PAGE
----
New to Bikes

I've had mt Rambler for about a week now and was wondering if there is any info on procedures cleaning and lubricating my new treasure. I've not really had a bike worth maintaining prior to this plus the tubes etc are new to me...any suggestions?

Comments

  • Green foam cleanser, rinse, dry,then lubricate with a good chain lube like Gold lube or perhaps Boeshield T9. Repeat every 50 - 100 miles if riding on pavement, 30 - 50 if riding on crushed stone.
  • I've owned my trike for over 3 years, lubed the chain only after it was on the back of my car on a rack for 2 days in extreme downpours while I was moving here. I've never washed it. I have brushed off some dust but it doesn't really get dirty if you are not riding though rain or mud.
  • My Rover is 7 years old. I use Boeshield T9 on my chains every 300 miles , and never wash them. Keep my SA 8 adjustment monitored, usually doesn't have to be adjusted. That's about it. 14,000+ miles trouble free.
  • Thanks for the tip on Boeshield T9.

    White Lightning Clean Ride has a re-lube requirement of 50 miles.

    Boeshield's re-lube requirement is 200 miles under the same conditions.

    If I re-lube every 150 miles, it's still big time saver.
  • I use Boeshield T9 on the flat surface of all my woodworking equipment. Wood slides over it like it was wax, but lasts longer than wax. I depend on that stuff!
  • I'm planning to switch to Bioshield T9 over the winter when I swap out to new rings and chain.
  • TCEd wrote: »
    I'm planning to switch to Bioshield T9 over the winter when I swap out to new rings and chain.

    Bioshield T9 is great as it doesn't pick up a lot of dust. It's really dusty here in Tucson.

    I use a Cyclone Park Tool chain cleaner with Simple Green cleaner to scrub the chain. The tool also has a magnet in the bottom which grabs small metallic particles and keeps them from getting back into the chain.
  • TCEd wrote: »
    I'm planning to switch to Bioshield T9 over the winter when I swap out to new rings and chain.

    Bioshield T9 is great as it doesn't pick up a lot of dust. It's really dusty here in Tucson.

    I use a Cyclone Park Tool chain cleaner with Simple Green cleaner to scrub the chain. The tool also has a magnet in the bottom which grabs small metallic particles and keeps them from getting back into the chain.

    That’s great Info. Thank you
  • Not impressed with Bioshield T-9. Not even 50 miles and chain was squealing. Bioshield obviously cannot take Idaho's warmer months.

    Put Dumonde Tech chain lubricant on the way home this evening, and ended the chain singing.

    ¬ ITL
  • The key with any lubrication is starting with a clean chain.
  • Am aware of this. Did degrease & clean the chain prior to using Biosheild. Maybe it works better in areas with higher humidity that 11%.

    ¬ ITL
  • horse hockey! if the chain is not worn and had been lubricated properly to begin with it would not have made noise. a few shots of wd-40 would have you had you home noise-free.

    put a gage on your chain and measure it for stretch.

    proper way to clean a chain is soaking it in kerosene or stoddard ps-661 solvent since this leave a lubricating film on the metal parts when clean. dunno where park comes up with the notion that washing a chain with water-based products is a good practice.
  • WD-40 is the worst thing to lubricate anything with. It is a penetrating solvent.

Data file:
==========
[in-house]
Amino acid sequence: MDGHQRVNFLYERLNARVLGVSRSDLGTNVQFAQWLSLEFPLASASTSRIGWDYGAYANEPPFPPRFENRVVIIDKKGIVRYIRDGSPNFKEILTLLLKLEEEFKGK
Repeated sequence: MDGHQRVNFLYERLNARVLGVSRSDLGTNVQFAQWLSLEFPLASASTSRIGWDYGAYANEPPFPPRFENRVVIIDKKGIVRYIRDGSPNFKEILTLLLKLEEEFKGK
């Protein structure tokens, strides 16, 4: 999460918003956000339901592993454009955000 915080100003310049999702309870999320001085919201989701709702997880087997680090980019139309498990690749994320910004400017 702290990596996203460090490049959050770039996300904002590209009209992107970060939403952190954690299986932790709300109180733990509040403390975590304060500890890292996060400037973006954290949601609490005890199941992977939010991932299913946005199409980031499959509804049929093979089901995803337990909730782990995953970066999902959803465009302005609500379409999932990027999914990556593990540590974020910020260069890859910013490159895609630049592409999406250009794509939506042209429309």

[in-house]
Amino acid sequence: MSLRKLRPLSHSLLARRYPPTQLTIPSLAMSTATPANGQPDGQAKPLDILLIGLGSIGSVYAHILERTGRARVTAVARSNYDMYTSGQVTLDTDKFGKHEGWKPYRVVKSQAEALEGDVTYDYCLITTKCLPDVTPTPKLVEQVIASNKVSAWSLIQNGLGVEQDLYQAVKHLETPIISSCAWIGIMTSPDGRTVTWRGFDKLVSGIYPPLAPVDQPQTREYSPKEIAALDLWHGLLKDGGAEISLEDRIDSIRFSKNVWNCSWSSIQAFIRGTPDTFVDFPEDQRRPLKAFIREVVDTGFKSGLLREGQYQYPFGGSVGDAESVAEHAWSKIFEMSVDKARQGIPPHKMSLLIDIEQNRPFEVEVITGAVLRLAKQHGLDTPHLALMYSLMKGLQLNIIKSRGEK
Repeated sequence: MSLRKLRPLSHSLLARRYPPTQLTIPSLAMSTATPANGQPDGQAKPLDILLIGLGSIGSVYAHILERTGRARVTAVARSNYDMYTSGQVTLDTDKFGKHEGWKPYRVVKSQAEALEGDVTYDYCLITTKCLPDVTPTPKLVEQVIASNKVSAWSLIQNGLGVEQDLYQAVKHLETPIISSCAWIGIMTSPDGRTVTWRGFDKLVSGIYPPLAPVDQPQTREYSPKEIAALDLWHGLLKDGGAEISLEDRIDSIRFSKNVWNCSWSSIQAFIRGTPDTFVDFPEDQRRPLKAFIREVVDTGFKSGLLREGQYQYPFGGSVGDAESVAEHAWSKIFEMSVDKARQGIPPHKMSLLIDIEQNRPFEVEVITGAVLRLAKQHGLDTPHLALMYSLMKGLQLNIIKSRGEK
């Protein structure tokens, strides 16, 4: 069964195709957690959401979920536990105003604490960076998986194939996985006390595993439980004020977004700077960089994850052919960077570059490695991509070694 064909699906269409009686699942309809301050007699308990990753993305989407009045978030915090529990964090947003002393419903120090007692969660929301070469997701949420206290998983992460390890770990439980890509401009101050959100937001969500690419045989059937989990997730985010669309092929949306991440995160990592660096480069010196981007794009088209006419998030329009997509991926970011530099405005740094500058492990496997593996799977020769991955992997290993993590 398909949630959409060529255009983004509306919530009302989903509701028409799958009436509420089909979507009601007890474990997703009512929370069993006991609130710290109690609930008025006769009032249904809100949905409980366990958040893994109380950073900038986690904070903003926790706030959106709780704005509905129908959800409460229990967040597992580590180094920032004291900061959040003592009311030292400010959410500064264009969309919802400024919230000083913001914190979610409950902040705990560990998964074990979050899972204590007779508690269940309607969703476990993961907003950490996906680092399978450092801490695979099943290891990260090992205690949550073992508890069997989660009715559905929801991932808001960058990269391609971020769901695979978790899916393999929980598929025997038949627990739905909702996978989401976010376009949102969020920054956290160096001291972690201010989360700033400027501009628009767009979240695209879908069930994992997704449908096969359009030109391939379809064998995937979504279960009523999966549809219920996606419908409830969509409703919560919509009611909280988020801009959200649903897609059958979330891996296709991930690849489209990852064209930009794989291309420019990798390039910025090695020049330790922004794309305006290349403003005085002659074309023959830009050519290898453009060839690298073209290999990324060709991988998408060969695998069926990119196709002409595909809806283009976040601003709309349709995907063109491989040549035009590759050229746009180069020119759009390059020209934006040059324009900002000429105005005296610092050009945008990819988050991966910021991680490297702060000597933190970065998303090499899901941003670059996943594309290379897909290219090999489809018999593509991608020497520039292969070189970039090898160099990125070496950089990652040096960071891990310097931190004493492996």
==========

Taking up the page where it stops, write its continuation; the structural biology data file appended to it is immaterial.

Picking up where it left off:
Also great for ruining bearings and drive chains.

    ¬ ITL
  • I don't know. A garage door repairman told me to put it on the spring above the door. I had already bought special grease and have been using it.

    Did you now WD-40 also does a great job cleaning a white board. A pilot taught me that many years ago.
  • I heard it evaporates. PB Blaster is good. Heated tranny fluid penetrates rusted together nuts n bolts. Learned that from an ex Navy sailor.
  • Funny, as a kid I may have put 3 in 1 oil on my bike chain once a year and the bike sat outside all the time. But that was a larger and probably stronger chain.
  • Me too. My parents built a garage after all the kids left home.
  • yeah, squirted 3-in-one in the hub of the old schwinn every now and then, maybe some on the chain if the rust looked too thick.
  • edited August 2
    Just my 2¢ worth, but when I used to ride dirt-bikes we stayed away from WD-40 if we had changed to an o-ring chain, because it could cause the o-rings to break down prematurely, but it worked great on regular chains. Of course, we rode through water and mud, plus we normally took the dirt-bikes to a car wash after hard rides, which washed off all lubricants, so we had to lube on a regular basis. WD-40 was a whole lot cheaper than chain-lube! I still use it on regular bike chains.
    When riding two wheel bicycles, I was taught by a bike mechanic to lube usually when rust spots start showing or the chain would get noisy.
  • TimC wrote: »
    Just my 2¢ worth, but when I used to ride dirt-bikes we stayed away from WD-40 if we had changed to an o-ring chain, because it could cause the o-rings to break down prematurely, but it worked great on regular chains. Of course, we rode through water and mud, plus we normally took the dirt-bikes to a car wash after hard rides, which washed off all lubricants, so we had to lube on a regular basis. WD-40 was a whole lot cheaper than chain-lube! I still use it on regular bike chains.
    When riding two wheel bicycles, I was taught by a bike mechanic to lube usually when rust spots start showing or the chain would get noisy.

    Did the same, directly to the car wash and spray everything. Once home whatever I had in the garage went on the chain including motor oil.
  • Exactly!
  • BTW, WD-40 now actually makes multiple types of bike chain lube that all rate between 4.5 and 4.7 stars from reviewers. Check it out HERE
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